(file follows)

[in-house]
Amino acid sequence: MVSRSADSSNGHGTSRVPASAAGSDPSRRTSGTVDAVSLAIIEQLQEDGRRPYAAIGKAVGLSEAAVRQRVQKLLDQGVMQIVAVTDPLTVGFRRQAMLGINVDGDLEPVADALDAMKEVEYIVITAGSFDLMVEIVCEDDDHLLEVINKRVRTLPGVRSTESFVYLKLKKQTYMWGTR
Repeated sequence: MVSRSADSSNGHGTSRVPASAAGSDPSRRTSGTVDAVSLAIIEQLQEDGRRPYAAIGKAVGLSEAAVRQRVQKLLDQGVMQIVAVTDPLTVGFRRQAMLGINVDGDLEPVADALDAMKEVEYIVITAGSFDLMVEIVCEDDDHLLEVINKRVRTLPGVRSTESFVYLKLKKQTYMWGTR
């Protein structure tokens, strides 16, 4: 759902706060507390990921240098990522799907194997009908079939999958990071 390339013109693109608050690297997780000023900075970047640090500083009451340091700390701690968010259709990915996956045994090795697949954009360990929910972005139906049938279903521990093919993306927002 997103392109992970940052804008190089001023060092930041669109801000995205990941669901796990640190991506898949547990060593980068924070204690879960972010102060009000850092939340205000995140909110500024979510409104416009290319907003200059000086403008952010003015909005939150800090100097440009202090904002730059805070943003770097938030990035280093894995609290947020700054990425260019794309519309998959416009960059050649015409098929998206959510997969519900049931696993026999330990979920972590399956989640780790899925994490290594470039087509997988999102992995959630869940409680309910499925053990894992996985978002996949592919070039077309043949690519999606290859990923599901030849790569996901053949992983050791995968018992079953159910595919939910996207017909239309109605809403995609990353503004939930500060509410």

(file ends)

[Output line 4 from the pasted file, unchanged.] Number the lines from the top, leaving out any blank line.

């Protein structure tokens, strides 16, 4: 759902706060507390990921240098990522799907194997009908079939999958990071 390339013109693109608050690297997780000023900075970047640090500083009451340091700390701690968010259709990915996956045994090795697949954009360990929910972005139906049938279903521990093919993306927002 997103392109992970940052804008190089001023060092930041669109801000995205990941669901796990640190991506898949547990060593980068924070204690879960972010102060009000850092939340205000995140909110500024979510409104416009290319907003200059000086403008952010003015909005939150800090100097440009202090904002730059805070943003770097938030990035280093894995609290947020700054990425260019794309519309998959416009960059050649015409098929998206959510997969519900049931696993026999330990979920972590399956989640780790899925994490290594470039087509997988999102992995959630869940409680309910499925053990894992996985978002996949592919070039077309043949690519999606290859990923599901030849790569996901053949992983050791995968018992079953159910595919939910996207017909239309109605809403995609990353503004939930500060509410």